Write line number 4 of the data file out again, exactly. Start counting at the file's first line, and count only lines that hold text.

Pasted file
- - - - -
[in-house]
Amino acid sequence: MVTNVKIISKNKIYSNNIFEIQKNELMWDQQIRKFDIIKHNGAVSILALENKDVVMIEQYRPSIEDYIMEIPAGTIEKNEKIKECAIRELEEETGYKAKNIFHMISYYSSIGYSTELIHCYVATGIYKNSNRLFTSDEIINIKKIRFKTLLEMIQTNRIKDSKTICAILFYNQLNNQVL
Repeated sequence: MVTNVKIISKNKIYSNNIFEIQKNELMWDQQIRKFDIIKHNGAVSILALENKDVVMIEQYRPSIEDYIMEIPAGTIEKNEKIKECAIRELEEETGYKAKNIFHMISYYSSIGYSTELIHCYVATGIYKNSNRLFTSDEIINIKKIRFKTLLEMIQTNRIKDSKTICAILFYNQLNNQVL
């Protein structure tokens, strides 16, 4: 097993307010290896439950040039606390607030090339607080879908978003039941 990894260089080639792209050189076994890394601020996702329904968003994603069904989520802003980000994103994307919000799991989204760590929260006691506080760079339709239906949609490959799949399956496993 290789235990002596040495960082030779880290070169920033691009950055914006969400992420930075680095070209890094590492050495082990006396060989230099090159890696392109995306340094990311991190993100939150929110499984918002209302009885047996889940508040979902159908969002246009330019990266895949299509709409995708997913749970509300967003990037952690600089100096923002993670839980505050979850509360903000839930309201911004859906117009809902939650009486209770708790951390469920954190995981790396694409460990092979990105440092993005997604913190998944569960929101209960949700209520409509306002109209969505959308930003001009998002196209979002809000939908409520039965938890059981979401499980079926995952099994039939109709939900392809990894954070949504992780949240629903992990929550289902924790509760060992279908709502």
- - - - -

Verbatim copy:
């Protein structure tokens, strides 16, 4: 097993307010290896439950040039606390607030090339607080879908978003039941 990894260089080639792209050189076994890394601020996702329904968003994603069904989520802003980000994103994307919000799991989204760590929260006691506080760079339709239906949609490959799949399956496993 290789235990002596040495960082030779880290070169920033691009950055914006969400992420930075680095070209890094590492050495082990006396060989230099090159890696392109995306340094990311991190993100939150929110499984918002209302009885047996889940508040979902159908969002246009330019990266895949299509709409995708997913749970509300967003990037952690600089100096923002993670839980505050979850509360903000839930309201911004859906117009809902939650009486209770708790951390469920954190995981790396694409460990092979990105440092993005997604913190998944569960929101209960949700209520409509306002109209969505959308930003001009998002196209979002809000939908409520039965938890059981979401499980079926995952099994039939109709939900392809990894954070949504992780949240629903992990929550289902924790509760060992279908709502």